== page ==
You’ve probably heard of mindfulness meditation, a technique developed by Buddhists more than 2,000 years ago that helps you be present with whatever is happening in the moment. Proponents say that mindfulness meditation can contribute to stress reduction, improved sleep, heightened focus and increased creativity, just to name a few. But did you know that mindfulness could seriously benefit your marriage? Read on for more on why that is, plus four tips for a more mindful marriage from Julie Potiker, a mindfulness expert and the author of Life Falls Apart, but You Don’t Have To: Mindful Methods for Staying Calm In the Midst of Chaos.
What Is Mindfulness?
In a nutshell, mindfulness is the ability to stay fully present, aware of where we are and what we’re doing and not overly reactive or overwhelmed by what’s going on around us. According to Jon Kabat-Zinn, Ph.D., a molecular biologist and meditation teacher, mindfulness is an “awareness that arises through paying attention, on purpose, in the present moment, nonjudgmentally.”
How Can Mindfulness Benefit Your Relationship?
Think about how busy your life is. Between work, kids and other obligations, it’s easy to let your marriage slip into autopilot. When you’re just going through the motions, you’re not present. Mindfulness empowers you to become more present with everything in your life, including your relationship with your partner or spouse.
4 Ways to Have a More Mindful Marriage
1. Practice Loving Kindness
Love and kindness—two cornerstones of a happy marriage, no? Potiker tells us that loving-kindness meditation, or Metta meditation, is the practice of opening your heart and focusing on the good in yourself and others. The practice, which takes as little as 15 minutes, entails allowing yourself to receive your own love or to send it out into the world. Loving-kindness meditation is one of the most flexible forms of meditation that we can practice anywhere, at any time, and any pace. First, start with yourself. Using yourself as the subject, show all your love and care to the self. Once you've shown yourself love and kindness (by saying things to yourself like, "I am worthy," "I deserve good things," etc.), begin to direct the same love and kindness to others—in this case, your spouse. Repeat the same phrases, but with your partner as the subject rather than yourself. For more on how to start a practice with your spouse, check out this guide from U.C. Berkeley’s Greater Good Science Center.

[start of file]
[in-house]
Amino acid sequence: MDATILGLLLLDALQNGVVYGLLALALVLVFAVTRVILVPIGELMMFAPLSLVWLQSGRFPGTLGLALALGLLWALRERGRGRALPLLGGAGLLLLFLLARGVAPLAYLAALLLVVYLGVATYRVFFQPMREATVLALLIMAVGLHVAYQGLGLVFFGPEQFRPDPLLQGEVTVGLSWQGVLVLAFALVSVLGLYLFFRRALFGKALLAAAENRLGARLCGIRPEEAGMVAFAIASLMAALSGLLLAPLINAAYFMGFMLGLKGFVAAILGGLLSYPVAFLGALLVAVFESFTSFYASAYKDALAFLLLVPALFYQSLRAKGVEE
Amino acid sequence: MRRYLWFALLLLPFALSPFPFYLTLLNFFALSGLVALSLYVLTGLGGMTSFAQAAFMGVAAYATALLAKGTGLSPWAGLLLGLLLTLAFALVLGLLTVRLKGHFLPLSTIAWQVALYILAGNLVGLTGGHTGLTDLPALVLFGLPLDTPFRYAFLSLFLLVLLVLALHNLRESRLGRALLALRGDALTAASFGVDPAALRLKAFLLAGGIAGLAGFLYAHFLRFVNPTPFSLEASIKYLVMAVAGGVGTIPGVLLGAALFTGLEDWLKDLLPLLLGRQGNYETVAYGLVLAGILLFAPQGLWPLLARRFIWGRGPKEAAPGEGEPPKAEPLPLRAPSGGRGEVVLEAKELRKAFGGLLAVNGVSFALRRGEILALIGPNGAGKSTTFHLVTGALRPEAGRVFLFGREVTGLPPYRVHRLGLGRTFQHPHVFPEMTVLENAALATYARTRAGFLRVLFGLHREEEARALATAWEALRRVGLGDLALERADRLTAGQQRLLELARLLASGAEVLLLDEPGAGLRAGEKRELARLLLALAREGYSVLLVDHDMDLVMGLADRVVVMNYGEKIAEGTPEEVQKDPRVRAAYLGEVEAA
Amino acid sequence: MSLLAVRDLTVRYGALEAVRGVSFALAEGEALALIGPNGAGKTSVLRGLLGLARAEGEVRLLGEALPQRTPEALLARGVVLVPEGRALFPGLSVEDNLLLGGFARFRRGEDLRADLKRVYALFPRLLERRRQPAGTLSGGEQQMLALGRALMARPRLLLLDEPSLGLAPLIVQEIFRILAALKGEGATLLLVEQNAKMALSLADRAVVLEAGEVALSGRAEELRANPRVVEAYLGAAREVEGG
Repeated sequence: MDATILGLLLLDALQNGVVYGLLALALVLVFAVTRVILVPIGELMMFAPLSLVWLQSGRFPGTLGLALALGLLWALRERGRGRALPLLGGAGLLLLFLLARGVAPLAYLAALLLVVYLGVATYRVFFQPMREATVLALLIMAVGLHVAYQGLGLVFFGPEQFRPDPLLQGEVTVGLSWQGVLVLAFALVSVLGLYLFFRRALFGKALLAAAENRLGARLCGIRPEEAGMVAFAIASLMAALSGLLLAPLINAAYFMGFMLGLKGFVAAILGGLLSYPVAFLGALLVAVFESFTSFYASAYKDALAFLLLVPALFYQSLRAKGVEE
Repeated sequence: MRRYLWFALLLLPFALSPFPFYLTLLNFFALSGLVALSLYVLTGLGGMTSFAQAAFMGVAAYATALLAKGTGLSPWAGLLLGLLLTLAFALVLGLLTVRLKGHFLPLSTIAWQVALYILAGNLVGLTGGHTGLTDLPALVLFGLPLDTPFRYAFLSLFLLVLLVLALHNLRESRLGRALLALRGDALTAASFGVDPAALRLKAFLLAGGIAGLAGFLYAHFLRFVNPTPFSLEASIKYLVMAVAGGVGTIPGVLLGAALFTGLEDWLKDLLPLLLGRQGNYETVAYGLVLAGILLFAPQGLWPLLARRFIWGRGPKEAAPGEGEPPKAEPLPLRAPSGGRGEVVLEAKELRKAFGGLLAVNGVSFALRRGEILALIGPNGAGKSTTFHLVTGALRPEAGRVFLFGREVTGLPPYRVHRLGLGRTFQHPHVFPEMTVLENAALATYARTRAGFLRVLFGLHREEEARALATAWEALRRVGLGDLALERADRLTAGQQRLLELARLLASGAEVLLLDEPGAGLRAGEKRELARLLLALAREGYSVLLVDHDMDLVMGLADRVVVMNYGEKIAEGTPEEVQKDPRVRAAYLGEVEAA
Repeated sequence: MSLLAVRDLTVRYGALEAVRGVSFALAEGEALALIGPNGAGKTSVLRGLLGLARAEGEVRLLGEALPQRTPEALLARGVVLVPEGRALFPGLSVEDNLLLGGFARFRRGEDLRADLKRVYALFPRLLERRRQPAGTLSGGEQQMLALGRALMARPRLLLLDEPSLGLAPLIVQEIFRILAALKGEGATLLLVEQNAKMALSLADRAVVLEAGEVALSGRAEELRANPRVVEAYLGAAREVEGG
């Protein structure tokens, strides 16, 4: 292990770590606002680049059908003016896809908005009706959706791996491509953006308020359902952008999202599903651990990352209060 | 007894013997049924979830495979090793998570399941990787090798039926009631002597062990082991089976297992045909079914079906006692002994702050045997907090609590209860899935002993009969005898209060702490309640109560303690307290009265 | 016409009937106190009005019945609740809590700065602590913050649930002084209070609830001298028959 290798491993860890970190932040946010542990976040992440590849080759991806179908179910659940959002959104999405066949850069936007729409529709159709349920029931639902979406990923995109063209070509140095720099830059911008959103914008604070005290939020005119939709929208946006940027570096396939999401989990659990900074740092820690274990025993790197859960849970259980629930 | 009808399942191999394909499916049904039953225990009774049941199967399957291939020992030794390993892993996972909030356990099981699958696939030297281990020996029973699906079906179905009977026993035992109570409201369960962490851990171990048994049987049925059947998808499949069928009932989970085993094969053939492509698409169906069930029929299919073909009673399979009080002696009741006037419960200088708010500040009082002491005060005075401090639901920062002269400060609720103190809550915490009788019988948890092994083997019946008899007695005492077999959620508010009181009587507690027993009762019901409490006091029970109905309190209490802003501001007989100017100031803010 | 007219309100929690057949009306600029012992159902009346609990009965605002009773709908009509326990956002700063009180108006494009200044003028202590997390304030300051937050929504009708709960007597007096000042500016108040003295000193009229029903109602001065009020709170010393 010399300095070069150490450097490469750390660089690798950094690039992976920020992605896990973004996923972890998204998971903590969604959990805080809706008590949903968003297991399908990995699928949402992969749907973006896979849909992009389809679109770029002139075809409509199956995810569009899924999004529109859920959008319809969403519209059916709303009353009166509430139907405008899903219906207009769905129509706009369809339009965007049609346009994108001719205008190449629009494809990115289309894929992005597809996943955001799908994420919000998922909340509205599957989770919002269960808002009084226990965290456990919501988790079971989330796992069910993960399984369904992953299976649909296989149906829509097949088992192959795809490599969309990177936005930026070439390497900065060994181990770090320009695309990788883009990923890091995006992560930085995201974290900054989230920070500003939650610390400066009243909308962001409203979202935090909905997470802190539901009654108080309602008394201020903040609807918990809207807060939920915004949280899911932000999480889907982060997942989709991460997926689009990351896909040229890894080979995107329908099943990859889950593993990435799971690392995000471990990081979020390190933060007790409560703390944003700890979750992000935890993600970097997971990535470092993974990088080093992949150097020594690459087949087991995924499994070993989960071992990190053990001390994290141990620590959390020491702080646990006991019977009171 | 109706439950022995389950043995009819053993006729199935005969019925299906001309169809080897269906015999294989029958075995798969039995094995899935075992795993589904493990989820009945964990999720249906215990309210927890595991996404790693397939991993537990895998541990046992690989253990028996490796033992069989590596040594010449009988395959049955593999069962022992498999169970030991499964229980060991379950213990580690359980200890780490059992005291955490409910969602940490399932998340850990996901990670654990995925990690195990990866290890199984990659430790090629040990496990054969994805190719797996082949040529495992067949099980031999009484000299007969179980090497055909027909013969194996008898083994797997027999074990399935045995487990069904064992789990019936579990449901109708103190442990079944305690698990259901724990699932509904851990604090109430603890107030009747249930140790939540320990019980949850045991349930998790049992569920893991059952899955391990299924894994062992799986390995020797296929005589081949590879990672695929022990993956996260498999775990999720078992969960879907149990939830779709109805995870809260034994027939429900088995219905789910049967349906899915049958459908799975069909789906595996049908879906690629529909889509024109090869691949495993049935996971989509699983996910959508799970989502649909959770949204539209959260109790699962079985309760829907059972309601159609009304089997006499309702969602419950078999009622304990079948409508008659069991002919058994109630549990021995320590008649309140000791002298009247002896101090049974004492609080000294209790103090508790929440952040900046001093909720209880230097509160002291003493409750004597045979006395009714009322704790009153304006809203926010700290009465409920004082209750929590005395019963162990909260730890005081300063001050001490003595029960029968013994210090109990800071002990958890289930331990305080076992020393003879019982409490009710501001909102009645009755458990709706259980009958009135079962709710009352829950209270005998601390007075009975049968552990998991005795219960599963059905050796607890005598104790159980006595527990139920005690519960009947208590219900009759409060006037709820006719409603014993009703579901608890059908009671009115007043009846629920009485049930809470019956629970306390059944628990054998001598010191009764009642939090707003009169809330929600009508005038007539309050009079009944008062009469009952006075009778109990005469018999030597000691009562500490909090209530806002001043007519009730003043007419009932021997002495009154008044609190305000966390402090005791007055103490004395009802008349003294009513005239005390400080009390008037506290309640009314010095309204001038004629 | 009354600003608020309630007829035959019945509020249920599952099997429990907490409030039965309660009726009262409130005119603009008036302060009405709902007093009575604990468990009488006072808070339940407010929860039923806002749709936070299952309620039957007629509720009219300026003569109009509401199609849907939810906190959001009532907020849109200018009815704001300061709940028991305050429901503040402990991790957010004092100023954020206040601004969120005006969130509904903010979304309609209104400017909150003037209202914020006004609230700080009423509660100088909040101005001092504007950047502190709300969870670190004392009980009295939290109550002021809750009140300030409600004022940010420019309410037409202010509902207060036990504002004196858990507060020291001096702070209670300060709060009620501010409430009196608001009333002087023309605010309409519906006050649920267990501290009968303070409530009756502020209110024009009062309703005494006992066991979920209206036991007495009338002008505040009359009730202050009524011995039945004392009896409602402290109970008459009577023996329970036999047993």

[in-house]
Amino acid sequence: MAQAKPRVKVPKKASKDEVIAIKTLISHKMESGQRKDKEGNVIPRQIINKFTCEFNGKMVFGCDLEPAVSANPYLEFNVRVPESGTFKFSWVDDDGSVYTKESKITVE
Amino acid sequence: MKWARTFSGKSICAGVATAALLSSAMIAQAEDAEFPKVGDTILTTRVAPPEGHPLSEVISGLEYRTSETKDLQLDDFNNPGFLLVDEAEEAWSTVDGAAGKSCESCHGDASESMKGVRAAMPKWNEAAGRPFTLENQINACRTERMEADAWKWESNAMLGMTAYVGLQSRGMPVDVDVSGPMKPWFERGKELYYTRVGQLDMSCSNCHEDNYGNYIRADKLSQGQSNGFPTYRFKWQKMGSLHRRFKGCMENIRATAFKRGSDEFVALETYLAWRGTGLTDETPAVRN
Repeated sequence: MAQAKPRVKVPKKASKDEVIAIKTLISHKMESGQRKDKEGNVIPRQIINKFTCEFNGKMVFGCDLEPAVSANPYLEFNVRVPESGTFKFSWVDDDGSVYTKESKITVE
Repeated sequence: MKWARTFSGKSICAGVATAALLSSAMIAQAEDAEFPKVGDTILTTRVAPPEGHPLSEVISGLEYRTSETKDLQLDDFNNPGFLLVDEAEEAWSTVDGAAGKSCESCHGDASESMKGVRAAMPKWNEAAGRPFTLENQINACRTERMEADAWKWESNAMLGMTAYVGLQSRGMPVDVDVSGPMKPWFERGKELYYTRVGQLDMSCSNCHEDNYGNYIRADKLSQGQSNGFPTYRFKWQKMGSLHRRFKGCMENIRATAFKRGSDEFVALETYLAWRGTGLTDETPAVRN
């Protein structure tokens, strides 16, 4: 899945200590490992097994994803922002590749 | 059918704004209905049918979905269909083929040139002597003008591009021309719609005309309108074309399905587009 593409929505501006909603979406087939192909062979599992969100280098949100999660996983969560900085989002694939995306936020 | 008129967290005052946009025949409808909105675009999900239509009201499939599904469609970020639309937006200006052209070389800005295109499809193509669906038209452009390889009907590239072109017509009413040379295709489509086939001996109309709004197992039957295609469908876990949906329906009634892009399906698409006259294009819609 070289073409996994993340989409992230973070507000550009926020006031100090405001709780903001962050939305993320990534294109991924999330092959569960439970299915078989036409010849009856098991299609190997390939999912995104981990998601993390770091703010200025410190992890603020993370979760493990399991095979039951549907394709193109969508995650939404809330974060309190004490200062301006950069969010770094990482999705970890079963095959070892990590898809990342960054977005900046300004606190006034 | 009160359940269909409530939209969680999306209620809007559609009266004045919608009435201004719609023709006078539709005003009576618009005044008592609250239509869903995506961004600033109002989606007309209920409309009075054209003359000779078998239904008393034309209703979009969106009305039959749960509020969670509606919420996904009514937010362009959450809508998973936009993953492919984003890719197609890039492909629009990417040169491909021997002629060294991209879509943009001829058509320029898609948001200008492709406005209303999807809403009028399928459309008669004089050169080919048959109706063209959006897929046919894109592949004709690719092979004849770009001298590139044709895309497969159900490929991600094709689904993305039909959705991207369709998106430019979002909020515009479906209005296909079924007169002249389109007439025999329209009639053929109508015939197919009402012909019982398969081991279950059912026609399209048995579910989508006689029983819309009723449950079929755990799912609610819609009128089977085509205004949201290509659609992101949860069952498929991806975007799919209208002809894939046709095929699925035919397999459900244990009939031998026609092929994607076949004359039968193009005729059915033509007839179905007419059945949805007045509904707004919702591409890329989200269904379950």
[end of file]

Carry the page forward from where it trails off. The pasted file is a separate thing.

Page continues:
2. Write Down Three Things You’re Grateful for About Each Other
Amidst the hustle and bustle of life, it can be super easy to take your spouse for granted—and vice versa. This one’s also beyond simple. Per Potiker, “Take a few minutes to turn your mindful attention to all that is amazing about your partner.” Even if it means opening your phone’s notes app and jotting down a couple of things you’re grateful for (and then sharing them) it’s an awesome reminder of all the wonderful things you provide for each other.
3. Listen to a Guided Meditation Together
“This mindful time is beneficial for easing into the evening together,” Potiker tells us. We’re fans of guided programs from the meditation app Headspace, which will lead you through quick sessions that help you start becoming extra aware of your body and breathing while sitting in a comfortable position. Or, instead of lying in bed side-by-side, scrolling through your phones before falling asleep, turn on a guided meditation to end the day in a more connected and loving place.
4. Do Things Together That Bring Each of You Joy
This is another activity that seems simple in theory but sometimes becomes tough to pull off in practice. Potiker recommends making a list of little things you both enjoy and choosing one to do together every day (it can be as simple as making each other a homemade espresso or reading a short poem aloud to each other), or picking a weekend to do a few at once. Mindfulness is all about being present in your lives individually and together, so make the effort to shut out all the noise and focus on what’s most important to you as a couple.